When my son Cameron was about six or seven, he began nosing around in my Beatles books, and saw some of the recording credits. “How could Paul play bass, piano, and organ on the same song?” he asked. “He didn’t have six hands.” Most people with a passing interest in record-making are aware of the concept of overdubs, but I’ll throw out a quick description…
In the early days of recording, the idea was to capture a performance as it happened. The band set up, the recording engineer plopped down a microphone, and they played. If there was a screw-up, they took it from the top. If a singer or instrumentalist needed to be louder, they moved closer to the microphone.
Beginning in the 1960s, thanks primarily to The Beatles’ studio innovations, the whole philosophy behind recording changed. It was no longer about capturing a performance as it happened, but building the perfect version of a song. Bits and pieces of numerous takes were edited together, and additional vocals and instruments were added via multi-track tape recorders. The typical method for a post-mid 60s rock band would be to record a “basic track” or “rhythm track” (drums, bass, a couple of guitars) onto one or two “tracks” (individual recording spaces) of the tape machine. Then additional tracks (guitar solos, percussion, keyboards, miscellaneous texturing, lead and backing vocals) would be “overdubbed” on top of the basic track. On a single-track recorder, like your old VCR or portable cassette player, the new recording would simply erase the old. But on a multi-track recording, everything remains audible. Picture an overhead projector from your early school days — each track would be the sonic version one of those transparent sheets you could lay down on the projector surface, combining to create the full image projected on the screen.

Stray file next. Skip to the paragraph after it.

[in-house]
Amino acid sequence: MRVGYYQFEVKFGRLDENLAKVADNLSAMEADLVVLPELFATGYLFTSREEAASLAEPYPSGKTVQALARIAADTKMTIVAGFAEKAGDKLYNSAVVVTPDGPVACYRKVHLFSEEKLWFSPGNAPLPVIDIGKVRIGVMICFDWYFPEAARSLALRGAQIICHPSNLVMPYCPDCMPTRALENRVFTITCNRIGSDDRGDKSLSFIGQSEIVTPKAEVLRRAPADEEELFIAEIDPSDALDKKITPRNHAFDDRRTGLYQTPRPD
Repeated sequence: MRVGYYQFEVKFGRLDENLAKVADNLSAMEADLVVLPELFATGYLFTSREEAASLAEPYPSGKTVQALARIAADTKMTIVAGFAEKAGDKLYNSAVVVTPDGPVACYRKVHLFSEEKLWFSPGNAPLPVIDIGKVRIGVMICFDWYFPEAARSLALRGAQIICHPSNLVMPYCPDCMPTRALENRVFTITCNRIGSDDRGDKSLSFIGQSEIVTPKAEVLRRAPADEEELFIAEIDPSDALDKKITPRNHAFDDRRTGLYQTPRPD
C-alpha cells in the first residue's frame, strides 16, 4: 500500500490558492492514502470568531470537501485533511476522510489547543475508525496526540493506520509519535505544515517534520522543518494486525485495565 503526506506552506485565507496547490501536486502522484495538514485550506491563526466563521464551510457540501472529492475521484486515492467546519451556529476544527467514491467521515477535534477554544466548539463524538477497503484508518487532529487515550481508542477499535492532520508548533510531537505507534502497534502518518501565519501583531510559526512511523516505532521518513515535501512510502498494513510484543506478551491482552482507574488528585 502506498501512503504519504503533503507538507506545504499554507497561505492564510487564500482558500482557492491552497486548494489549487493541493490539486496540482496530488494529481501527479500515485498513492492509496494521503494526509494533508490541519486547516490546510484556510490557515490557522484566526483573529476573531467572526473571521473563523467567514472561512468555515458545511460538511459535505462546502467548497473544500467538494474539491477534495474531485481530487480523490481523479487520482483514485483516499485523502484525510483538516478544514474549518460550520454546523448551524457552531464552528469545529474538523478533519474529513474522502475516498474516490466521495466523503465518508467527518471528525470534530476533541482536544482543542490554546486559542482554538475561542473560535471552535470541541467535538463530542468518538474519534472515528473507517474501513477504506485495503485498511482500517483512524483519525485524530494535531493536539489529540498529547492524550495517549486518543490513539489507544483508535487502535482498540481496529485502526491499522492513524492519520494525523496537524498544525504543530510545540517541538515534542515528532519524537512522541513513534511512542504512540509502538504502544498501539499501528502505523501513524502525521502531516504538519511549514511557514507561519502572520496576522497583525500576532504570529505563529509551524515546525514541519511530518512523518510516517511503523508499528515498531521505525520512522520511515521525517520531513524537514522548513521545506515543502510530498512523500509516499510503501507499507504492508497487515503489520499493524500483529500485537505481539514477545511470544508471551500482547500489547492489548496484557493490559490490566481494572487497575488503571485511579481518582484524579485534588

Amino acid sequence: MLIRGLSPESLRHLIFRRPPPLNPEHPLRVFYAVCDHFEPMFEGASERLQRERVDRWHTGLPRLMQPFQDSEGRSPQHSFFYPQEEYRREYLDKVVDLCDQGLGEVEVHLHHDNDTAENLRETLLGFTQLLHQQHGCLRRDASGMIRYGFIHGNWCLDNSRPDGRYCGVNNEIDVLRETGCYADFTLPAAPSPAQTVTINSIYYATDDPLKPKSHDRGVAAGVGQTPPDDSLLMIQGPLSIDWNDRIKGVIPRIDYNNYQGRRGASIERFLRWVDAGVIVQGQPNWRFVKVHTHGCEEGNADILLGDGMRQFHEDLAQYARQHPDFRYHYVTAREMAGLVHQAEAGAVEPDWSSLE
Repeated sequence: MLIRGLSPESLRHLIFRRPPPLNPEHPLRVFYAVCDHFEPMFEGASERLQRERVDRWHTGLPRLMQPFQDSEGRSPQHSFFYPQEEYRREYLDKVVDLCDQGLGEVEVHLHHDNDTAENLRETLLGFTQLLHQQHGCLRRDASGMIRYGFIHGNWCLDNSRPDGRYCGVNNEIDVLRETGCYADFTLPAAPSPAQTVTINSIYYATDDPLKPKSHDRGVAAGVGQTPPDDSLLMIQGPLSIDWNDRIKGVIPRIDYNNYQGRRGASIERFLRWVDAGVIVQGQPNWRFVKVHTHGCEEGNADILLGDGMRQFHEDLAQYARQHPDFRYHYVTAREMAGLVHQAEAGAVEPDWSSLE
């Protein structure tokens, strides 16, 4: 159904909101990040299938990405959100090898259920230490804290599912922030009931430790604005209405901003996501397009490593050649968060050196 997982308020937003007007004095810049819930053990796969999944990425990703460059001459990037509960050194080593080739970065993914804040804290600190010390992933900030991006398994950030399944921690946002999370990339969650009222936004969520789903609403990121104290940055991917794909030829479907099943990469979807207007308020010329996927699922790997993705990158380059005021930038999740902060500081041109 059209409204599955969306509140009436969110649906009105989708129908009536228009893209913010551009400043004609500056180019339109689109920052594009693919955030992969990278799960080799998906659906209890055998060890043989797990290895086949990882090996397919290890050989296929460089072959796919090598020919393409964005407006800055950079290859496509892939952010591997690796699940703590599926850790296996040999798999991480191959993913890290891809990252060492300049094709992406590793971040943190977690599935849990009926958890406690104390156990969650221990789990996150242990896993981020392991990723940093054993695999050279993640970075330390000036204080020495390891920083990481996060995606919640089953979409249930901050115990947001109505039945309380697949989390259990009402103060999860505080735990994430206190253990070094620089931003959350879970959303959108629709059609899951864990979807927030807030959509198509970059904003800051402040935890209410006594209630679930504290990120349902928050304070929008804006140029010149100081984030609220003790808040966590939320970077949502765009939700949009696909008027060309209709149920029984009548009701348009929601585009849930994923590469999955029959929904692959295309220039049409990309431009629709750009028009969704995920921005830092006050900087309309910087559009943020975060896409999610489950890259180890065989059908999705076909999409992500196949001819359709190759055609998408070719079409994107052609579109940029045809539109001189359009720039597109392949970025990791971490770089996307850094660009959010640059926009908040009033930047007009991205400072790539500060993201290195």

The tracks would then be mixed, ensuring the proper balance of sounds. The Beatles worked their magic with only four-track recorders. If they needed more room, they mixed the in-progress song back down to one or two tracks (“bouncing” it, as they put it), and made the necessary additions on the newly-opened tracks. The process could be repeated, but the loss of fidelity would become noticeable.